Although we often tend to lump all types of Arthritis together, it is important to remember that there are two distinct varieties of Arthritis; Osteoarthritis and Rheumatoid Arthritis.
Osteoarthritis occurs in the cartilage that cushions the bones as a patient’s joints tend to deteriorate over time. Eventually, the cartilage can wear down completely, leaving bone rubbing on bone, causing the ends of your bones to become damaged and the joints to become painful. Common risk factors include age and gender; women are more likely to develop Osteoarthritis, obesity, and joint injuries such as sports injuries or traumatic injuries from an accident.
Conversely, Rheumatoid Arthritis is an autoimmune disease, which often causes swelling in the hands, ankles, and feet. Generally, the symptoms are worse in the morning, or after long rest or inactivity. Rheumatoid Arthritis usually occurs in people between 30 and 50 years of age. Comparatively, Osteoarthritis is approximately 20 times more prevalent in the United States than Rheumatoid Arthritis. A simple blood test can often be used to aid in the diagnosis of Rheumatoid Arthritis.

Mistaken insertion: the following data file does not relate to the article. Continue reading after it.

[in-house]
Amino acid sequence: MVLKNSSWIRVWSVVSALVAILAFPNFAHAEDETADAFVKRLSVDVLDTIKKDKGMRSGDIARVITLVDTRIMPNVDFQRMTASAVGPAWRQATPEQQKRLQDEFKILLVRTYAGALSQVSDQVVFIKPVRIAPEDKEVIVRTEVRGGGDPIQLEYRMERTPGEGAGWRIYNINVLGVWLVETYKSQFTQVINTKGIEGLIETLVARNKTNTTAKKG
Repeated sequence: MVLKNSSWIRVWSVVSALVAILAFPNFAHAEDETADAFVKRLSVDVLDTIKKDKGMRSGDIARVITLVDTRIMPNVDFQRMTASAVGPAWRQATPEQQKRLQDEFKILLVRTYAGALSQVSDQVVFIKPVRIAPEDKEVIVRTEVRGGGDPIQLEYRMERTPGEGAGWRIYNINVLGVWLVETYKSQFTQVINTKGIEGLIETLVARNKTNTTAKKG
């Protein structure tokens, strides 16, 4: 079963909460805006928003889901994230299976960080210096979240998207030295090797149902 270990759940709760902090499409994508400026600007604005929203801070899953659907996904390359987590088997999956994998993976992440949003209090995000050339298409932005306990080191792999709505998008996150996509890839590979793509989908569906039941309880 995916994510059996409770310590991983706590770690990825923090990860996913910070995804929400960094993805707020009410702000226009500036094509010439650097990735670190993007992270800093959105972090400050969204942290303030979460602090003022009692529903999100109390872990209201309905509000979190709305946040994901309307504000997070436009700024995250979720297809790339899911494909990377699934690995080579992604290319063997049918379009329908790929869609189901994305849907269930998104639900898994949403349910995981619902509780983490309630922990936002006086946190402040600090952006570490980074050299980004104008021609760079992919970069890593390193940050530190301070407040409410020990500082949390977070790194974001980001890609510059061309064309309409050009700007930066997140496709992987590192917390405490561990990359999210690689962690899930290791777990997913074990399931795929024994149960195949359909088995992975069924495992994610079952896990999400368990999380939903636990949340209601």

Although there is no known cure for Rheumatoid Arthritis, treatment goals seek to reduce joint inflammation and pain, maximize joint function, and prevent joint destruction and deformity. Cortisone can be used to reduce pain and inflammation and more aggressive injections such as gold, to promote disease remission.
Author: Partners of Claims Resources and Solutions LLC publishes this article as a public service. It is provided for general information and is not intended to replace legal advice for specific cases.